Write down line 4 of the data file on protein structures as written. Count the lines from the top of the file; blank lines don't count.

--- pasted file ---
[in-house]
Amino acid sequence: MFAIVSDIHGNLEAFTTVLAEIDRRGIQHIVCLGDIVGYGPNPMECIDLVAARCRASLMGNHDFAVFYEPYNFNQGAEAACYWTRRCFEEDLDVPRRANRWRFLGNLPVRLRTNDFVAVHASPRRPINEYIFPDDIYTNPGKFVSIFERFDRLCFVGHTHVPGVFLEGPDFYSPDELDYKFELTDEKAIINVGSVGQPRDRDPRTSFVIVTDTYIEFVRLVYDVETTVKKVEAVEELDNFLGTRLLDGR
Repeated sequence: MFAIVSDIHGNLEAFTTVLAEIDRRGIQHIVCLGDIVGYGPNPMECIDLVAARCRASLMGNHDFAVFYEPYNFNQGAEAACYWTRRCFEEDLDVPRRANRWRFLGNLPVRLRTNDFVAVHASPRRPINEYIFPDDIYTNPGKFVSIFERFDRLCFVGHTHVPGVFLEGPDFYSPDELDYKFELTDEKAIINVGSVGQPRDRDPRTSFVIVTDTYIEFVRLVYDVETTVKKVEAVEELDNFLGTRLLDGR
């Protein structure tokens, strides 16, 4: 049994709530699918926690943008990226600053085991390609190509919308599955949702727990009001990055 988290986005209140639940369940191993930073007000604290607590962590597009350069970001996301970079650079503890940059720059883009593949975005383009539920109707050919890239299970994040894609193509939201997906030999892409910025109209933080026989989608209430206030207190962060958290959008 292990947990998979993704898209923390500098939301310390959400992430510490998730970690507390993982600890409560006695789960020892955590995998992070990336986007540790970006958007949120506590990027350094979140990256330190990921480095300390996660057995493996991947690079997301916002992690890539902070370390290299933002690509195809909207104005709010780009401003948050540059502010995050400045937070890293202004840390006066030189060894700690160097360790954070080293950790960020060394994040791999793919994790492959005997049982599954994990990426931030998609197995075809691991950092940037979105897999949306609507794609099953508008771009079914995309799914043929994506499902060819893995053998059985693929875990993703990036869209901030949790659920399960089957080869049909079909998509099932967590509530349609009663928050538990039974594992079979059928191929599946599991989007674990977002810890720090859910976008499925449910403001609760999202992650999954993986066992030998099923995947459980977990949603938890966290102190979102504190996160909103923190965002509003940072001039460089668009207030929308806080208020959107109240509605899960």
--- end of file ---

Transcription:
């Protein structure tokens, strides 16, 4: 049994709530699918926690943008990226600053085991390609190509919308599955949702727990009001990055 988290986005209140639940369940191993930073007000604290607590962590597009350069970001996301970079650079503890940059720059883009593949975005383009539920109707050919890239299970994040894609193509939201997906030999892409910025109209933080026989989608209430206030207190962060958290959008 292990947990998979993704898209923390500098939301310390959400992430510490998730970690507390993982600890409560006695789960020892955590995998992070990336986007540790970006958007949120506590990027350094979140990256330190990921480095300390996660057995493996991947690079997301916002992690890539902070370390290299933002690509195809909207104005709010780009401003948050540059502010995050400045937070890293202004840390006066030189060894700690160097360790954070080293950790960020060394994040791999793919994790492959005997049982599954994990990426931030998609197995075809691991950092940037979105897999949306609507794609099953508008771009079914995309799914043929994506499902060819893995053998059985693929875990993703990036869209901030949790659920399960089957080869049909079909998509099932967590509530349609009663928050538990039974594992079979059928191929599946599991989007674990977002810890720090859910976008499925449910403001609760999202992650999954993986066992030998099923995947459980977990949603938890966290102190979102504190996160909103923190965002509003940072001039460089668009207030929308806080208020959107109240509605899960």